I believe you can easily run a Mini with OSX Server as a normal desktop (if your wife wanted to use it as her computer) however, it might lack storage capacity, especially if you're going to back other devices up to it. It is small but not portable like a laptop. If you're planning on replacing the iMac for her to use, that would also do a perfectly fine job of serving media, and it has the advantage of better processing power if you need Plex to transcode anything. It can also house up to a 3TB drive (from memory). You'd just need an external drive to back it up to (or cloud solution, or both). If you're accessing all your media via Plex or iTunes home sharing on your other devices, then apart from not having RAID capability, either Mac should do the trick. Not having run a NAS, I can't say what else you'd be missing out on.

 

 





Geek girl. Freelance copywriter and editor at Unmistakable.co.nz.

 

Currently using: Modified 2008 Mac Pro, HP M6-1017TX Laptop, iPad Pro, iPhone 7, iPhone 6S, AppleTV4.


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Ultimate Geek
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  # 1716746 7-Feb-2017 19:25
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There is definitely a benefit in having a separate dedicated server (whether a Mac or otherwise), as opposed to one of the house computers doing double duty as a server. Inevitably there will be times when the computing activities disrupt the server, e.g. a software update that requires a restart.

I haven't used OS X server much, but I imagine there would be a large overlap between its features and those offer by Synology or QNAP. But by using a Mac as a server, there are bound to Mac-specific network applications that you couldn't otherwise use. At one point when Apple sold a Mac Mini specifically as a server, I wanted to get one to run EyeTV DVR, but could never justify the expense.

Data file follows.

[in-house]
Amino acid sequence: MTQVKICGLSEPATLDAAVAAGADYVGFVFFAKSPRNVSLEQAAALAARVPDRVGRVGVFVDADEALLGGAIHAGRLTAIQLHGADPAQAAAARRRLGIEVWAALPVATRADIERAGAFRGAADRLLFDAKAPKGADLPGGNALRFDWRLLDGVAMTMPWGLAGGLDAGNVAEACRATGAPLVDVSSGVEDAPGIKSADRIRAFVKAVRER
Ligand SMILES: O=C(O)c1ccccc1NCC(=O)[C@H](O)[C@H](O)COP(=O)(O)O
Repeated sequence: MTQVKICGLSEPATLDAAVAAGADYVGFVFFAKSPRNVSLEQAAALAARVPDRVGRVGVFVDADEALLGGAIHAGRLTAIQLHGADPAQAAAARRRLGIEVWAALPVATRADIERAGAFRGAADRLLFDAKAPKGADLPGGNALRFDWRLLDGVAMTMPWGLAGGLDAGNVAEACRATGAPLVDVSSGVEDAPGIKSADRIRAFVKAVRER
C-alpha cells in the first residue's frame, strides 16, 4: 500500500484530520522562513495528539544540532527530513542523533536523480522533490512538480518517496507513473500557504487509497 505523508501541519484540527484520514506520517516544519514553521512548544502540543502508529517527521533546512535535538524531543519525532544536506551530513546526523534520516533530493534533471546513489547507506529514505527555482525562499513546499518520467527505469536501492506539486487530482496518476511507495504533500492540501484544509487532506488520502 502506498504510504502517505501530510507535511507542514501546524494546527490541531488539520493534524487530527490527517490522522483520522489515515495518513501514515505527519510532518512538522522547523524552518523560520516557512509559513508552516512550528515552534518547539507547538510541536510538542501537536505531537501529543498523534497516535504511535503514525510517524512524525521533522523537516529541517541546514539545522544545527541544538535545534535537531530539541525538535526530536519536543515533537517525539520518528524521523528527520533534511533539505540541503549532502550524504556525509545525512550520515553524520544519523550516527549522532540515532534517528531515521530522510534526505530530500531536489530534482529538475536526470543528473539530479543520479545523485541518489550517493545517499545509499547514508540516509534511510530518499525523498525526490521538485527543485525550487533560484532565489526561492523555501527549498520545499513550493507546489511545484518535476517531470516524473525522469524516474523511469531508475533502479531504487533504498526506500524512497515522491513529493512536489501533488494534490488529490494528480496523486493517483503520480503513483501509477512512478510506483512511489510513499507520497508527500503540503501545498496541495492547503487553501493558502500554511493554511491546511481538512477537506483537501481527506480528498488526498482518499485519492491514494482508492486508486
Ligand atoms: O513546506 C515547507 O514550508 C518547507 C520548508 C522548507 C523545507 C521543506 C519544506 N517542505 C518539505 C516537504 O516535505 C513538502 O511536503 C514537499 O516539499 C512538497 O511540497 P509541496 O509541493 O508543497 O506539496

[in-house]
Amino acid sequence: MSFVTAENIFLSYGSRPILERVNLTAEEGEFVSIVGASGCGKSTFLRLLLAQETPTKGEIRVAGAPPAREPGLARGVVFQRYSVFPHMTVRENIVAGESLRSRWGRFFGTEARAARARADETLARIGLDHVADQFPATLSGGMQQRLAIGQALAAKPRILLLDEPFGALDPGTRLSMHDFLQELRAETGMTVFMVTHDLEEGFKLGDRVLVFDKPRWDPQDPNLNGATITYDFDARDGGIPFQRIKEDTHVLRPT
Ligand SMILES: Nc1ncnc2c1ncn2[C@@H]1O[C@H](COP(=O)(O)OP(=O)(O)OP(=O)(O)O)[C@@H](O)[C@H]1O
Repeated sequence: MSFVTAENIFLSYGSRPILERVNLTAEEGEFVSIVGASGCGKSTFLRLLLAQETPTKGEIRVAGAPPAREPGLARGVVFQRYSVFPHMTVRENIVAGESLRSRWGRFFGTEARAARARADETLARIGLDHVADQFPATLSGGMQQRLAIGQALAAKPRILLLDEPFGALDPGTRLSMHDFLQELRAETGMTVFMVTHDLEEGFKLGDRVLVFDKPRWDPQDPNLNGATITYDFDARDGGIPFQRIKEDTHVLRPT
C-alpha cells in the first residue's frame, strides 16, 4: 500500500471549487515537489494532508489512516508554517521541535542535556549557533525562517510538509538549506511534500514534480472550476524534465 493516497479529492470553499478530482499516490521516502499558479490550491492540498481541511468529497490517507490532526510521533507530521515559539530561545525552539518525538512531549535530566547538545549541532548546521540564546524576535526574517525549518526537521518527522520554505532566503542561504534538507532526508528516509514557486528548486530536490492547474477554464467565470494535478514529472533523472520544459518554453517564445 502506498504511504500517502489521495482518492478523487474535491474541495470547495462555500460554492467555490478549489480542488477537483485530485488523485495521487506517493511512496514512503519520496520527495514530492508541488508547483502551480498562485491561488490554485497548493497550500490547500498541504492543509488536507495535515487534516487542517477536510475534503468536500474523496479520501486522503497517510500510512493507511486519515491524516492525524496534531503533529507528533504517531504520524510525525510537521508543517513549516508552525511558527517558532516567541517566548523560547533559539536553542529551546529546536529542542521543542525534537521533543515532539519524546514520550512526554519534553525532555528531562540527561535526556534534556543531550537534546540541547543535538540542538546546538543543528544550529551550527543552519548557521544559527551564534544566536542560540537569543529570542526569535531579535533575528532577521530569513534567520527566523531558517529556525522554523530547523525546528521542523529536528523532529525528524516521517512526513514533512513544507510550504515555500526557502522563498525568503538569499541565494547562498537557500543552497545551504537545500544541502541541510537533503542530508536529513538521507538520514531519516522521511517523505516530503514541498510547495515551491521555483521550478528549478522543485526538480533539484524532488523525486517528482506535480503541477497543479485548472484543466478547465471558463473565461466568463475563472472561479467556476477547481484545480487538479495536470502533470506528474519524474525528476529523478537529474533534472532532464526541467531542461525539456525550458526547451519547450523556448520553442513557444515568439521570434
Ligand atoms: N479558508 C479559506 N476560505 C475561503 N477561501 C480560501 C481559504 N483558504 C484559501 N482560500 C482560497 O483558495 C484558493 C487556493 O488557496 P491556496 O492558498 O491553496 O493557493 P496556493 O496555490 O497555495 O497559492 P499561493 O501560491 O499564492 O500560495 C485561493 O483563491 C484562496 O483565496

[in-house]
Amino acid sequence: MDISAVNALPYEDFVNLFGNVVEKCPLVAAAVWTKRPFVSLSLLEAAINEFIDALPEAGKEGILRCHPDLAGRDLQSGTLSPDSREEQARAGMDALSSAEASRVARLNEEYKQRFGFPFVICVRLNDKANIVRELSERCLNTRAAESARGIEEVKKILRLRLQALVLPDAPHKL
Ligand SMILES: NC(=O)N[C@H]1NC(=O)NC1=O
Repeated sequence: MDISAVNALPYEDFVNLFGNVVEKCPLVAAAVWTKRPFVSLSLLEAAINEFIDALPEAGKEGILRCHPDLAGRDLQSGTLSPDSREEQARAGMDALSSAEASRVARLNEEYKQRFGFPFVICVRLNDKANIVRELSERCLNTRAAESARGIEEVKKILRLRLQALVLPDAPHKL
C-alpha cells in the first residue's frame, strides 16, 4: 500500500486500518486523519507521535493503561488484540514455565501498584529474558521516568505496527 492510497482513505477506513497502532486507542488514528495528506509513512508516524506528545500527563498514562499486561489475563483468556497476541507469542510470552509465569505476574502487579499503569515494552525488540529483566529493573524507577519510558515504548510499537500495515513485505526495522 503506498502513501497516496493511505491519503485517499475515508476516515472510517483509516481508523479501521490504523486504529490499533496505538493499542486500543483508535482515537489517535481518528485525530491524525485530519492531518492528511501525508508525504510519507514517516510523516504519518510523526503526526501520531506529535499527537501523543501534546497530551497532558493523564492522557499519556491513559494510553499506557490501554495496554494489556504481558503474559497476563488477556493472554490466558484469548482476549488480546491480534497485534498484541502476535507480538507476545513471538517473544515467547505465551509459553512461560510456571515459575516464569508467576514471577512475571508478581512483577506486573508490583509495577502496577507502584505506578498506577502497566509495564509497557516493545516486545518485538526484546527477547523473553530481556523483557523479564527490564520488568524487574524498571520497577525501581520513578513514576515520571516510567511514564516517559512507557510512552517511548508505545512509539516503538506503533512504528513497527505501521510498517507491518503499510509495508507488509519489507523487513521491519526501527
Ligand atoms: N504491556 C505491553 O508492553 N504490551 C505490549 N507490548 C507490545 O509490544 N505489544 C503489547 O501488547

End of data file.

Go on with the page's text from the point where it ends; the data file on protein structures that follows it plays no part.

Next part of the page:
Beyond that, a Mac server is likely to cost more than a NAS initially, and probably in the long run in your power bill to some degree. If you're buying a two or more bay NAS, you'll also be able to configure the drives as a RAID. If you want a RAID with a Mac Mini or iMac server, you'll need to buy an external RAID drive enclosure, which will add to the cost further.

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  # 1716891 7-Feb-2017 22:11
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MacOS does software RAID, but personally I think for a home environment, RAID is over the top. Better to concentrate on back-up and recovery. How do you manage that now, for your existing machines, including iOS devices? 


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  # 1716951 8-Feb-2017 00:13
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The answer is dependent on how much storage you need. 

 

If its not a huge amount then perhaps you don't need a NAS unit, perhaps you can get away with a mac mini running an external HDD etc. It wont have RAID but it will be ok.. If its over 2TB then yes you will probably want to look at the synologies. 








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  # 1716967 8-Feb-2017 08:20
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JessieB:

 

MacOS does software RAID, but personally I think for a home environment, RAID is over the top. Better to concentrate on back-up and recovery. How do you manage that now, for your existing machines, including iOS devices? 

 

 

Currently I use Time Machine to back up my MBP and our iMac, to external drives connected to each. iOS devices just use iCloud backup. My kids and wife's laptops (Windows and Mac) aren't backed up, as they don't really have any critical data on them. 




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  # 1716968 8-Feb-2017 08:24